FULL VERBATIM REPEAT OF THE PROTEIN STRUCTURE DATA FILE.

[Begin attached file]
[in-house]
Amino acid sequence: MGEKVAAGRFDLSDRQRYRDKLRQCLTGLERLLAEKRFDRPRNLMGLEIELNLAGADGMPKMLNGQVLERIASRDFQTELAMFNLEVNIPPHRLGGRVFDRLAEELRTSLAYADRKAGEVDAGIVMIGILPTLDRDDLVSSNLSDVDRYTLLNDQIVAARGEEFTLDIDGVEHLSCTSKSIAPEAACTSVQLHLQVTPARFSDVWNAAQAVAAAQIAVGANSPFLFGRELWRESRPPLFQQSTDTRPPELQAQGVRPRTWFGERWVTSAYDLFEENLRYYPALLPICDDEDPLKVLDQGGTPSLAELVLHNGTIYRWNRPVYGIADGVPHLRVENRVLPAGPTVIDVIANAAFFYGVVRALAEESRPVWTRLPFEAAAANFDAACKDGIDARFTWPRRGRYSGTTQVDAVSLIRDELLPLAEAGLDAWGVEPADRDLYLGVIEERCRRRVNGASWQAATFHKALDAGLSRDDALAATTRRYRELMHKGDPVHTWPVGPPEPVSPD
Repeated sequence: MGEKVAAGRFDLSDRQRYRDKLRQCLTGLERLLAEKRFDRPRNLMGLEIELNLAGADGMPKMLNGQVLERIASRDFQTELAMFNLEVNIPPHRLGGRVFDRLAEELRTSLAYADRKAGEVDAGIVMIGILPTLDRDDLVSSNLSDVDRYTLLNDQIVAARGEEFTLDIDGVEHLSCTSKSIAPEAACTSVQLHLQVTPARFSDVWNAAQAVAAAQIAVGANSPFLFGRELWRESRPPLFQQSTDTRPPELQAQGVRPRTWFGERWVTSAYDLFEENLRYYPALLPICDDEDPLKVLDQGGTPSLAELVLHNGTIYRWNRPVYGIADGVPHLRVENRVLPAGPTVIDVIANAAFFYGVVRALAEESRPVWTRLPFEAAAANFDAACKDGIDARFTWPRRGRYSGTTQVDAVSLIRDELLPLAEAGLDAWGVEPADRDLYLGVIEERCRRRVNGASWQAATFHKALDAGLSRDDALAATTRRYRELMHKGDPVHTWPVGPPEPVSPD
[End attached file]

[in-house]
Amino acid sequence: MGEKVAAGRFDLSDRQRYRDKLRQCLTGLERLLAEKRFDRPRNLMGLEIELNLAGADGMPKMLNGQVLERIASRDFQTELAMFNLEVNIPPHRLGGRVFDRLAEELRTSLAYADRKAGEVDAGIVMIGILPTLDRDDLVSSNLSDVDRYTLLNDQIVAARGEEFTLDIDGVEHLSCTSKSIAPEAACTSVQLHLQVTPARFSDVWNAAQAVAAAQIAVGANSPFLFGRELWRESRPPLFQQSTDTRPPELQAQGVRPRTWFGERWVTSAYDLFEENLRYYPALLPICDDEDPLKVLDQGGTPSLAELVLHNGTIYRWNRPVYGIADGVPHLRVENRVLPAGPTVIDVIANAAFFYGVVRALAEESRPVWTRLPFEAAAANFDAACKDGIDARFTWPRRGRYSGTTQVDAVSLIRDELLPLAEAGLDAWGVEPADRDLYLGVIEERCRRRVNGASWQAATFHKALDAGLSRDDALAATTRRYRELMHKGDPVHTWPVGPPEPVSPD
Repeated sequence: MGEKVAAGRFDLSDRQRYRDKLRQCLTGLERLLAEKRFDRPRNLMGLEIELNLAGADGMPKMLNGQVLERIASRDFQTELAMFNLEVNIPPHRLGGRVFDRLAEELRTSLAYADRKAGEVDAGIVMIGILPTLDRDDLVSSNLSDVDRYTLLNDQIVAARGEEFTLDIDGVEHLSCTSKSIAPEAACTSVQLHLQVTPARFSDVWNAAQAVAAAQIAVGANSPFLFGRELWRESRPPLFQQSTDTRPPELQAQGVRPRTWFGERWVTSAYDLFEENLRYYPALLPICDDEDPLKVLDQGGTPSLAELVLHNGTIYRWNRPVYGIADGVPHLRVENRVLPAGPTVIDVIANAAFFYGVVRALAEESRPVWTRLPFEAAAANFDAACKDGIDARFTWPRRGRYSGTTQVDAVSLIRDELLPLAEAGLDAWGVEPADRDLYLGVIEERCRRRVNGASWQAATFHKALDAGLSRDDALAATTRRYRELMHKGDPVHTWPVGPPEPVSPD